So after school I'd visit with her for a couple of hours, and then have a late dinner with the kids.  We have necessarily been doing a lot of eating out: British Beer Company at Falmouth Heights is great for dinner, because we can park in the Heights Beach parking lot.  On Tuesday, Bastille Day, we had a fabulous dinner at Bleu in Mashpee.  Wednesday the kids settled for pizza from Pizza 1 Subs 2, but that's not exactly settling.  

Wednesday, I called the nursing center to speak to the nurse practitioner to hear how Mom's re-evaluation went, and learned that they were set to discharge her on Thursday!  When we met with the hospice representative, the date was set -- that was not clear to me, and necessitated a flurry of phone calls and furniture moving and what-not, but I managed to get everything straightened out.   Very late that night my brother and his family arrived from Louisiana, and that helped because they were here to receive delivery of the hospital bed and wheel chair on Thursday morning.  

One of my Boston-based brothers came down with his wife Thursday morning and oversaw the discharge process, which was awesome because I got to attend my last day of class (only a half-hour late because of phone calls and logistics). The hospice sent the intake nurse to look over Mom and treat anything (like bandaging her heel), and they sent her home with her current medications.  Today her nurse manager will be by and we will discuss which medications to continue and which to drop.  Yesterday her blood pressure was the rather alarming 110/104, even on 2 different blood pressure medications.  Now I understand her headaches!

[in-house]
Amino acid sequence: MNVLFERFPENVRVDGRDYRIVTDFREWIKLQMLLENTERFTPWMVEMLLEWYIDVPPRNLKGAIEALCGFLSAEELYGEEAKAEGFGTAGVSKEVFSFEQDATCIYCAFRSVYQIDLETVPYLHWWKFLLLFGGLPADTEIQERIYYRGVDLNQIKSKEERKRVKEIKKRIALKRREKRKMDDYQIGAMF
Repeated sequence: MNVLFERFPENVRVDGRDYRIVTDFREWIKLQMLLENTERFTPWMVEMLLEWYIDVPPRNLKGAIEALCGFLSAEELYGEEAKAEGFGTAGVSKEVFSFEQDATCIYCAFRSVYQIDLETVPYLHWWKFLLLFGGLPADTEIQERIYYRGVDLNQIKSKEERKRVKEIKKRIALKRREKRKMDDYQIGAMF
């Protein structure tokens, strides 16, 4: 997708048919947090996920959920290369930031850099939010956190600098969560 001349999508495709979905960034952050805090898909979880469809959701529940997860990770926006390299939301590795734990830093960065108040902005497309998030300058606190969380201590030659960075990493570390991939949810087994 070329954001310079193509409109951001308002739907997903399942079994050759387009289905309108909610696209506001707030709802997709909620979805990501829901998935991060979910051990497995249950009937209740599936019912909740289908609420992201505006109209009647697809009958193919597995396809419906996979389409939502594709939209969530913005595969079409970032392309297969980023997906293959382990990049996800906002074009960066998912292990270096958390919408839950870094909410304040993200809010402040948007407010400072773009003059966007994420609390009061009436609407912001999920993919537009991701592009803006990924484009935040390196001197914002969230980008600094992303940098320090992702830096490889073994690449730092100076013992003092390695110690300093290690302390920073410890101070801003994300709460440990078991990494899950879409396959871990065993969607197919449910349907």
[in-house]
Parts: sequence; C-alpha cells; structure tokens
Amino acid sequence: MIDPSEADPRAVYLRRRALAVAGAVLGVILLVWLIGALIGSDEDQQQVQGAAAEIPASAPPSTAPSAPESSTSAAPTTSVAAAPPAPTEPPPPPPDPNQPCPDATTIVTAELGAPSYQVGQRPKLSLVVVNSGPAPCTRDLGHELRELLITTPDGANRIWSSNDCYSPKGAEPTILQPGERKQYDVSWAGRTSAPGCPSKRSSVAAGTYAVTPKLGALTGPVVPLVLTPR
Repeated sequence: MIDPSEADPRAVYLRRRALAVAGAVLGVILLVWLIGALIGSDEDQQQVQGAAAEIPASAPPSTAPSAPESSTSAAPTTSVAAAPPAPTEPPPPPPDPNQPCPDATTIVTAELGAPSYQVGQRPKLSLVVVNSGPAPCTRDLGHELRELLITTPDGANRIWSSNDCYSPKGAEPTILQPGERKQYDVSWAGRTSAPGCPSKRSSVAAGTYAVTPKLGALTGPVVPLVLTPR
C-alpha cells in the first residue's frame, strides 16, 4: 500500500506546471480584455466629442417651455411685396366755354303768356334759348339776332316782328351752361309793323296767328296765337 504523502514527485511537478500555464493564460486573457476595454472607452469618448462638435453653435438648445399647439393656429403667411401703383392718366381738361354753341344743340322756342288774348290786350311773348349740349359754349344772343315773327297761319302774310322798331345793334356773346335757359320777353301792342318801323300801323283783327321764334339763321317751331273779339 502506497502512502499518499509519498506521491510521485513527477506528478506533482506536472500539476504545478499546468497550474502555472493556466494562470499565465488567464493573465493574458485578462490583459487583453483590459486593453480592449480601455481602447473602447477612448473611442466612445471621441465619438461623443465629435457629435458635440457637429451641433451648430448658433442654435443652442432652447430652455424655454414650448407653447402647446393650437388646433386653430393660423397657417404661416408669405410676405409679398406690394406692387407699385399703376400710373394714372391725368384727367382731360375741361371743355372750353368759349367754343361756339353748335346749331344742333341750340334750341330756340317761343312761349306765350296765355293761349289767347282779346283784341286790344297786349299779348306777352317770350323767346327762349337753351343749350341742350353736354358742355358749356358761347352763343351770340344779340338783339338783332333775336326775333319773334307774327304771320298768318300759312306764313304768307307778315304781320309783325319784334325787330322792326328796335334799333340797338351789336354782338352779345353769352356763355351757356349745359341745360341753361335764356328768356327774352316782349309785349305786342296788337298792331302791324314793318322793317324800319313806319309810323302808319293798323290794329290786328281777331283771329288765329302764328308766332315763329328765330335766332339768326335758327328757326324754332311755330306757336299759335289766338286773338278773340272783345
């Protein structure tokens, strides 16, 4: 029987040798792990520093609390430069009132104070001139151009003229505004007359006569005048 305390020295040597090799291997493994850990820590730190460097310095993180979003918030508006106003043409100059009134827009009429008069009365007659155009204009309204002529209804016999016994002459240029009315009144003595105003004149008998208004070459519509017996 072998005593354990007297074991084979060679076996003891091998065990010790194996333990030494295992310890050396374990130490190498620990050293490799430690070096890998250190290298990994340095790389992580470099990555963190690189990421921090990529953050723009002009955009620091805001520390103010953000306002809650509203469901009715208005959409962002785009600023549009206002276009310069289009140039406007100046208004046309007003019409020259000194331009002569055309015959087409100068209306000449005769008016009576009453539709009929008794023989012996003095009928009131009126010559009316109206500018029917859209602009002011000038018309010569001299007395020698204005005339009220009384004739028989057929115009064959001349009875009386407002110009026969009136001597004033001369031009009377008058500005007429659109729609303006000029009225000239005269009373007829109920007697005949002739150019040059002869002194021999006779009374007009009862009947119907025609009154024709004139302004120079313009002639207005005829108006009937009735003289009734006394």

Mom enjoyed eating a big cream-filled donut from Dunkin' when she first got home, and later she enjoyed having crab rangoon from her favorite Chinese restaurant.  She had more calories yesterday than she had had in the previous three days, and she was obviously happy to be home.  She stayed in her wheelchair until about 7:45pm when she was falling asleep, so we moved her into the bed, and she has been sleeping ever since - 12 hours now, with a bit of wakefulness about 11pm when I gave her her night medication.  The hospice sent a variable-pressure bed which inflates and deflates to help prevent pressure sores.

I'm a bit at a loss as to how we're going to manage -- my brother helped me get Mom onto the commode, and then to transfer her from the wheelchair to the bed.  She has some strength now but that will fail quickly.  She hasn't attempted walking since Monday, and her knees would not hold.  Toileting if only one person is here to help will not work, and I do not know how some of my siblings will feel about changing her incontinence briefs.  The hospice intake nurse said home health aides are scheduled for 3 times a week for an hour each time, but that will be for bathing.  I'm not sure how often skilled nursing will be assigned; we'll find out today when her nurse manager comes by. 

In the meantime, the kids are very much enjoying being together again, and last night we all played cards together for hours.  Mom is sleeping in the living room but did not mind the commotion, most likely because she couldn't hear it. Yesterday, she seemed better, but I think that was the psychological effect of coming home and having everyone here.  We'll have to take it day by day.   

Wednesday, July 15, 2015

roller coaster

Mom was dreadfully sick over the weekend, with near continuous nausea and various pains.  She ate about 10 bites of food total over Saturday and Sunday.  Yesterday was a little better, and today better still - she ate about half a cup of cottage cheese and some fruit cocktail at supper, and it was the most I'd seen her eat in days.  But she couldn't walk yesterday, her knees kept giving out, and she says they didn't ask her to walk in p.t. today.  It's hard to know whether or not to trust her memory -- sometimes she's spot on, other times she's mixing up the days or just forgetting things entirely.  Her somewhat confused state has become the new normal and is not as disturbing to me now, but I do miss my old sharp Mom.